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Once again, European finance ministers will be meeting in Brussels for their monthly meeting. Although no specific announcement is due it does offer an attractive platform for soundbites from European politicians. Considering European Central Bank president Mario Draghi’s insistence that any decision on a euro version of quantitative easing would not need to be unanimously agreed to be implemented, some might see this as an opportunity to aid their own agendas.
The Bank of England’s quarterly bulletin has once again glanced into its crystal ball and predicted that by 2050, the UK banking system could more than double its 450% of GDP size up to 950%. In the UK, banks from over 50 different countries now have operations and almost 20% of the world’s banking activity is now booked in the UK. The possible implications for interest rate rises have also been discussed leading to the belief that if interest rates were to grow to 2.5%, mortgage defaults could increase by 30% affecting 480,000 UK households.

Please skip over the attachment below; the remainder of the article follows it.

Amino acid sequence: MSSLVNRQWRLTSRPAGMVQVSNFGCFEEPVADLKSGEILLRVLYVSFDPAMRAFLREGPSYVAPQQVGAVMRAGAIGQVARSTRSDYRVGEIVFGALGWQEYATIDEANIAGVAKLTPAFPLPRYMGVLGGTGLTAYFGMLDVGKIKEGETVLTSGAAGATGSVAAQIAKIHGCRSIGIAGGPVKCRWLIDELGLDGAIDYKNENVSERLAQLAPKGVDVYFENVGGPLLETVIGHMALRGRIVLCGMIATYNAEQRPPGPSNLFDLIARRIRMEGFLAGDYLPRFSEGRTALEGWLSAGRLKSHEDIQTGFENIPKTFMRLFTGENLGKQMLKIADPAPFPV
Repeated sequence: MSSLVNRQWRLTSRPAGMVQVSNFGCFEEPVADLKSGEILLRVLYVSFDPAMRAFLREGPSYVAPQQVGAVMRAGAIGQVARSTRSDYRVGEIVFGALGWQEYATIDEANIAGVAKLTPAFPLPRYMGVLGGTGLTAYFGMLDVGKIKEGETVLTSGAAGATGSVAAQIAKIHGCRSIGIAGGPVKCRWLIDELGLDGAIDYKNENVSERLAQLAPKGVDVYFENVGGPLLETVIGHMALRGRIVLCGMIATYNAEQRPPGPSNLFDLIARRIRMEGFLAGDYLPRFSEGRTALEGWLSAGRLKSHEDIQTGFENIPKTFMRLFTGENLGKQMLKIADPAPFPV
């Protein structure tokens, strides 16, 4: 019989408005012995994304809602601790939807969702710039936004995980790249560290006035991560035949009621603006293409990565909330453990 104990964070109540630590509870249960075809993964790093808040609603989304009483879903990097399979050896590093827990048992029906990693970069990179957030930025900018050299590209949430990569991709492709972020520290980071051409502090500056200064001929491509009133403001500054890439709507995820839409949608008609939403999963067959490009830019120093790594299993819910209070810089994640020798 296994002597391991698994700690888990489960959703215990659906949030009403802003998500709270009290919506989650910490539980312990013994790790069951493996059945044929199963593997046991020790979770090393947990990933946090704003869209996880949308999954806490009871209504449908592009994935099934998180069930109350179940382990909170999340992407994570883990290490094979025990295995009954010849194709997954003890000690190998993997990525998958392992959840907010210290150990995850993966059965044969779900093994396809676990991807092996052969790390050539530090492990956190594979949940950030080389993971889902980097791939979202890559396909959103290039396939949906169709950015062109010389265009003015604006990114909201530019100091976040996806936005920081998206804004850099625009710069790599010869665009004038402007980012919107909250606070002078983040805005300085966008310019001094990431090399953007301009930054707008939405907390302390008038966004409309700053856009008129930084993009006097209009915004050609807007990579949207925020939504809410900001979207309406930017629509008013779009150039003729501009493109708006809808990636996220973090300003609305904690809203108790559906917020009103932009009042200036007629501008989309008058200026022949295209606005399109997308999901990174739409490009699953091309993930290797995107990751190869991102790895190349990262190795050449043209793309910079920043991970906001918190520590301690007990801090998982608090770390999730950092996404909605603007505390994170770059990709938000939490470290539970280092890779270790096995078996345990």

News that Marks & Spencer has been hit with gremlins that have disrupted its online platform has seen markets react sharply, sending the UK food and clothing retailer to the top of the FTSE fallers list, highlighting the importance markets are placing on online shopping. Last night’s high jump in China’s trade balance figures has seen commodity and mining stocks in the FTSE lose some of their appeal.
The Dow Jones missed hitting the 18,000 level in Friday's trading by less than 10 points, and even with the lacklustre start to European markets this morning a fresh attack on this level looks inevitable in the coming days. As inclined as US traders are to focus inwardly, the presence of William and Catherine, the Duke and Duchess of Cambridge, could just be enough to see the UK brought under the spotlight.
Ahead of the open we expect the Dow to start 56 points lower at 17,902.